The Courier Publishing Company Building, located at 218 Broadway Street South in Crystal City, is the province’s oldest and best remaining example of the once numerous small print shops and community newspapers that sprang up in newly established towns across southern Manitoba during the bustling 1870-1920 settlement era.
It also possesses important connections with Thomas Greenway, founder of Crystal City, and premier of Manitoba from 1888 to 1900.
In 1878, Thomas Greenway was a 40-year-old successful general merchant and family man living in Huron County, Ontario with stores in Devon, Crediton and Centralia, Ontario.
Politics was another interest and, after serving a term as reeve in 1867, he was elected as the local member of Parliament in 1874. As were many others in southern Ontario at the time, Greenway’s interest was piqued by the growing discussion and excitement regarding opportunities to be had in the new province of Manitoba. During the spring of 1878, he made an extensive tour of the province, and eventually selected a homestead on prime prairie land near the junction of the Boundary Commission Trail and Crystal Creek, in what is now the RM of Louise.
Returning to Ontario, he established the Rock Lake Colonization Company and spent considerable time travelling around Huron County extolling the advantages of settling in Manitoba.
In 1879, his colonization company led two groups of settlers west, all of whom took up land in the general area of his homestead property. Four additional groups followed the next year. These later groups were among the fortunate first settlers to travel entirely by rail from Ontario to Manitoba, thanks to the just-completed Canadian Pacific Railway Pembina Branch Line which connected St. Boniface with the U.S. rail network (and Ontario), at St. Vincent, Minnesota. Previous groups had to use steamboat transportation for part of this journey. When the provincial constituency of Mountain was created in the autumn of 1879, Greenway, a Liberal, was not unexpectedly, elected its first MLA.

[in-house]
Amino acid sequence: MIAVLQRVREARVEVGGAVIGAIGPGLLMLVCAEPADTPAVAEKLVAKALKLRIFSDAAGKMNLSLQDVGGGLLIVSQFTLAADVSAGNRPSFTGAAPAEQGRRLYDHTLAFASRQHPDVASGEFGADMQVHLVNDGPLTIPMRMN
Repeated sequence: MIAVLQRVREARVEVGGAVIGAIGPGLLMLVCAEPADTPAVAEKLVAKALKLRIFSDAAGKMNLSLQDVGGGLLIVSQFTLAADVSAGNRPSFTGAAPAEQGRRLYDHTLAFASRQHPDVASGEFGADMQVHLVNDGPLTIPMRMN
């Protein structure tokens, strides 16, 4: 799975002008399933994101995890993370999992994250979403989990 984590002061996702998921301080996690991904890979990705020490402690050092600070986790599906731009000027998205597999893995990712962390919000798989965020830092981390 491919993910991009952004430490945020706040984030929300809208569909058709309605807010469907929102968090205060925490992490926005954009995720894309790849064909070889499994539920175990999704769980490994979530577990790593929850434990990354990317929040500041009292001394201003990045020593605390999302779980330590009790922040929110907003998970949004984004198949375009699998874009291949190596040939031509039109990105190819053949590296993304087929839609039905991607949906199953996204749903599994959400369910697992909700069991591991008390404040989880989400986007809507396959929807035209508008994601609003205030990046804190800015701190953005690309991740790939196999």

At this time he also had his property surveyed into town lots and actively promoted their sale in Manitoba and Ontario. In 1881, as the fledgling community was taking form, Greenway established a print shop and community newspaper to serve the area’s residents and as a communication tool to help further his real estate and political interests.
The first issue of The Rock Lake Herald was printed in this building on September 1, 1881 — a mere three years after the arrival of the district’s first pioneers.
An opponent of the CPR’s 20-year monopoly over branch line development in southern Manitoba, which he felt was patently unfair to farmers, Greenway’s opposition took a personal turn in 1885 when the route of CPR’s southwestern Manitoba branch line deliberately bypassed the community of Crystal City, forcing the entire town to be moved two kilometres north to a CPR-owned townsite.
After this event, Greenway resumed his attack on the CPR monopoly with all the renewed vigour of “a speculator who had been sidetracked.” On January 18, 1888, Thomas Greenway became Manitoba’s seventh premier and within months of his installation was able to negotiate the end of the federal government disallowance of Manitoba-issued railway charters.
To maintain his popularity and influence within his constituency, Greenway acquired interest in several other newspapers in his area, including The Morden Monitor, The Pilot Mound Sentinel, The Manitou Mercury and The Crystal City Courier — now, of course, operating from the new Crystal City townsite. Greenway’s Liberal government remained in power for 11 years before finally being defeated in 1899 by Conservative Sir Hugh John MacDonald, the only surviving son of Canada’s first Prime Minister Sir John A. MacDonald.
Back to federal politics
After a short retirement, Greenway successfully contested the federal riding of Lisgar and in January 1905, a full 30 years after first being elected as an Ontario MP, he returned to Ottawa where he completed his public service.
He passed away in Ottawa in 1908 and is buried in the family cemetery on the banks of Crystal Creek.
After Greenway sold his Crystal City newspaper interests in 1898, the local newspaper and printing business was run by a series of owners including: H. Spedding; T.G. McKitrick; T. Finn; Nelles Nunn; J.R. Stead; T & W Brewer; D. McBrien and finally, Dave and Francis Clark.
After the last issue of the Crystal City Courier was published in 1952, the shop and equipment were used for custom job printing, which continued into the 1990s.
The former Greenway print shop has survived largely intact and today contains Western Canada’s finest collection of working turn-of-the-century printing equipment.
On November 3, 1994, in recognition of its significance as the province’s most outstanding surviving example of an early small-town newspaper, it was designated a Provincial Heritage Site under The Heritage Resources Act. It is currently preserved and operated as a community museum.